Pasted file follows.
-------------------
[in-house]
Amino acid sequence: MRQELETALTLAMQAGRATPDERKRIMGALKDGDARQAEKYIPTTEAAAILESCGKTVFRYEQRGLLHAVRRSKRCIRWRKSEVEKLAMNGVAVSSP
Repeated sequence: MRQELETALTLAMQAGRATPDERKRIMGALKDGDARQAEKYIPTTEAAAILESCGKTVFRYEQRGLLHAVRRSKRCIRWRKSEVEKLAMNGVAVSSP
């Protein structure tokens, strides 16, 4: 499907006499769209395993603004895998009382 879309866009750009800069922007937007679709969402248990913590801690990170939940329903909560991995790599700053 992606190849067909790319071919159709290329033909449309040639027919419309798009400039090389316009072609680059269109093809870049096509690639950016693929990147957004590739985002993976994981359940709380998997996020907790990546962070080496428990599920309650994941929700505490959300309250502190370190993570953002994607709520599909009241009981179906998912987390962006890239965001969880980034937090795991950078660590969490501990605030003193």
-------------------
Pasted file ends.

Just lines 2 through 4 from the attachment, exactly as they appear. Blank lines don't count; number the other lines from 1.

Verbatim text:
Amino acid sequence: MRQELETALTLAMQAGRATPDERKRIMGALKDGDARQAEKYIPTTEAAAILESCGKTVFRYEQRGLLHAVRRSKRCIRWRKSEVEKLAMNGVAVSSP
Repeated sequence: MRQELETALTLAMQAGRATPDERKRIMGALKDGDARQAEKYIPTTEAAAILESCGKTVFRYEQRGLLHAVRRSKRCIRWRKSEVEKLAMNGVAVSSP
């Protein structure tokens, strides 16, 4: 499907006499769209395993603004895998009382 879309866009750009800069922007937007679709969402248990913590801690990170939940329903909560991995790599700053 992606190849067909790319071919159709290329033909449309040639027919419309798009400039090389316009072609680059269109093809870049096509690639950016693929990147957004590739985002993976994981359940709380998997996020907790990546962070080496428990599920309650994941929700505490959300309250502190370190993570953002994607709520599909009241009981179906998912987390962006890239965001969880980034937090795991950078660590969490501990605030003193």